Friday, July 18, 2008

The Lack of the Spirit

I recently started reading a five volume set entitled "The Westminster Pulpit" which is a set of about 300 sermons as preached by G. Campbell Morgan at the Westminster Chapel in London. G. Campbell morgan was a contemporary of D.L. Moody and Charles H. Spurgeon. Morgan is renowned for being one of the greatest Biblical expositors of his time and his famous Friday night Bible class was easily the biggest London had ever seen drawing somewhere between 1,500 to 1,700 people on a weekly basis.

Below is a quote from one of his sermons I am currently reading entitled "The Lack of the Spirit" which was an expository sermon on Acts 19:2. His words are astonishingly stiring and could most certainly be a description of the church today, though the man has been in the ground for some 63 years now.


There are hundreds and thousands of people who in some measure believe in Jesus Christ who have never received the Spirit, who have never been baptized with the Spirit, who have never been born again, for the terms are synonymous. Ethic without enthusiam, principle without passion, desire without dynamic, negation of the wrong things without position in the soil of the new life--this is a perilous state in which to live. It is a perilous state because to continue in that state is to become in the one tremendous word of the writer of the letter to the Hebrews, "hardened."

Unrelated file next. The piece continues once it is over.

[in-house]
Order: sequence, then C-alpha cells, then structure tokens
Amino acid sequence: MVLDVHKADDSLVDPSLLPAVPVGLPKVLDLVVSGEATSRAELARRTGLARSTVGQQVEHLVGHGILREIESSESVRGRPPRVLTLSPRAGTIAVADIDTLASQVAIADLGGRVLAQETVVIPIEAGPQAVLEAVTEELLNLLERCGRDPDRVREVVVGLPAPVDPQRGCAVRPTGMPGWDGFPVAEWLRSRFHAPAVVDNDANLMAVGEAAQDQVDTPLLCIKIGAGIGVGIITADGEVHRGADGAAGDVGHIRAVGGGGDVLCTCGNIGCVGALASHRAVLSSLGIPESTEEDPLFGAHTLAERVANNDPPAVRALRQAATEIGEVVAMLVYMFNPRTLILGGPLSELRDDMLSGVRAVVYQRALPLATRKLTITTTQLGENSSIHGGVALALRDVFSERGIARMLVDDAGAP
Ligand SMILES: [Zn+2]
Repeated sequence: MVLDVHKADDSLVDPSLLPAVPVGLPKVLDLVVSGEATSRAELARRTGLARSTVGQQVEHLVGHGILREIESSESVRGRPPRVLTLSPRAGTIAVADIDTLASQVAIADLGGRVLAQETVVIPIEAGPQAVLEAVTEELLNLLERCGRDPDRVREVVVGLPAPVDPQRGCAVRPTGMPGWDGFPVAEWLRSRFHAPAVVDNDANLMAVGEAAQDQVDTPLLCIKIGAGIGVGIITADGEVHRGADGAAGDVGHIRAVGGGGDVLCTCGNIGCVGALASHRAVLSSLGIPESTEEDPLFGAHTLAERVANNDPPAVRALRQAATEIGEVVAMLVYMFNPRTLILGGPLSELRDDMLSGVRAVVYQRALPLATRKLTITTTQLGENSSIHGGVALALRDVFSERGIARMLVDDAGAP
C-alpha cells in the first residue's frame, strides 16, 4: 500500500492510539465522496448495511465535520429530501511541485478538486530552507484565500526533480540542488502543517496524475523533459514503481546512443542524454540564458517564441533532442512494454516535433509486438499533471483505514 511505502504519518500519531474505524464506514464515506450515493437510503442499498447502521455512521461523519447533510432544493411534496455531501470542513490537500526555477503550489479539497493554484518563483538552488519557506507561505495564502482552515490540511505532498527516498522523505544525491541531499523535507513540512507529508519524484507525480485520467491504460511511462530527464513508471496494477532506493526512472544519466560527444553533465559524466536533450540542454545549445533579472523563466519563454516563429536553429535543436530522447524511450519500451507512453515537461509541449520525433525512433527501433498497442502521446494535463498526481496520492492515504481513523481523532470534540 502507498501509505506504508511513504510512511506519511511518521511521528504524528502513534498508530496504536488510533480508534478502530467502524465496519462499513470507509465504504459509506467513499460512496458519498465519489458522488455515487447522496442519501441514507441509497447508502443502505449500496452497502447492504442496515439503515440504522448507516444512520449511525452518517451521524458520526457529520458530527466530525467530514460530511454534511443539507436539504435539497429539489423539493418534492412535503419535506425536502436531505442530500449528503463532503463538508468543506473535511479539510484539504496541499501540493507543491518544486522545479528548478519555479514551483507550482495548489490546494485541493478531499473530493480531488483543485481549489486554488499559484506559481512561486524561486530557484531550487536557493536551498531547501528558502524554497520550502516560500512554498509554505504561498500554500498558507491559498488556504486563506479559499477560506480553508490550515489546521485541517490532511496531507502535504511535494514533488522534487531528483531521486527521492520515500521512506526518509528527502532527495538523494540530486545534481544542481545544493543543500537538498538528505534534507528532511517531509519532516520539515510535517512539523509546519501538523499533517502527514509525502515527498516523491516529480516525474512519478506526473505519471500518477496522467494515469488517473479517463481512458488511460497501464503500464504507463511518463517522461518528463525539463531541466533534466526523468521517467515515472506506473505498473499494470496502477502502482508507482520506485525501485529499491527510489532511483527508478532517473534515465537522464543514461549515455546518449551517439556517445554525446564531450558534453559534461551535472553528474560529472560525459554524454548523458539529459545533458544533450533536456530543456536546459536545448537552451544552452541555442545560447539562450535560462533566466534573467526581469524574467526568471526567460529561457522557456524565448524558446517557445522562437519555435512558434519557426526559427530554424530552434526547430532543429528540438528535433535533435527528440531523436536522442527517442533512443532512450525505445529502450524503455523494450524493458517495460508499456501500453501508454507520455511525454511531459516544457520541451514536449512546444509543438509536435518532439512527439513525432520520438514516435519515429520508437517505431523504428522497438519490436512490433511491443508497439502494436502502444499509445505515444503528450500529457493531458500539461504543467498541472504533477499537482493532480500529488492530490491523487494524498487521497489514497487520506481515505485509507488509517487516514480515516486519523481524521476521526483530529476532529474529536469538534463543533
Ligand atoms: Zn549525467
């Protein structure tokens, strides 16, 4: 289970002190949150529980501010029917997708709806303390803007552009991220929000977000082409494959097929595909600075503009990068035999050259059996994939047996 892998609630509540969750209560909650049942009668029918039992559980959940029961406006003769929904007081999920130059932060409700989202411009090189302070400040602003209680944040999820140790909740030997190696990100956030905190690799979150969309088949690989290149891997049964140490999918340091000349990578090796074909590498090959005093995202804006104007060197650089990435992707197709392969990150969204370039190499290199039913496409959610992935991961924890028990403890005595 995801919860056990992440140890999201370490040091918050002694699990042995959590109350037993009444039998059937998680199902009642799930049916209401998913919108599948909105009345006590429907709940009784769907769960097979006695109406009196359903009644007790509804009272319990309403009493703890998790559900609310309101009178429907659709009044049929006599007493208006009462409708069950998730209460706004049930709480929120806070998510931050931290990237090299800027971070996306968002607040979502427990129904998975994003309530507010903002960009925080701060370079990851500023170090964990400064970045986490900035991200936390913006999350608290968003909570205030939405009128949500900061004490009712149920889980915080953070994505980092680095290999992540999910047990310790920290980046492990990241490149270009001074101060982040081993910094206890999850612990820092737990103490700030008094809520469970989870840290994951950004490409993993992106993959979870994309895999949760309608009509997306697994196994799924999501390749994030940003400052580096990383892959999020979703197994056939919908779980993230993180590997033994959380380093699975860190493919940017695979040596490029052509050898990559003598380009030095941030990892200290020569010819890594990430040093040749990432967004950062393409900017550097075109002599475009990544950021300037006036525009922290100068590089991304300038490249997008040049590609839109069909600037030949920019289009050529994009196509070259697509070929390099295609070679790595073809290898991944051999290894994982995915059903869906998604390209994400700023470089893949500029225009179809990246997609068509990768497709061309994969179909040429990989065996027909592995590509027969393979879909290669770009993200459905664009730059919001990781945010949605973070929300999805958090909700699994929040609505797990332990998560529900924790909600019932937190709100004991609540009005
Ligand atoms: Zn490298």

The ethic merely accepted as true becomes traditional bondage. The principle obeyed with no passion of fire burning through it becomes heartlessness. Desire for the higher life and the broadening of the outlook long unfulfilled become cynicism. The negation becomes chaos. This is what is happening everywhere. You believe on Jesus, yes, and you believe on Jesus very reverently; you have never taken His name in vain. So far from that, you have always attended what we call the means of grace, you have sung hymns of the sanctuary, you have attentively listened to the message delivered by the servants of God. You have come so far as to believe the ideals of Jesus, you accept them, but there is no passion, no fire, no force, no light upon the mountains, no song in the heart.

Faultily faultless, icily regular, Splendidly null.

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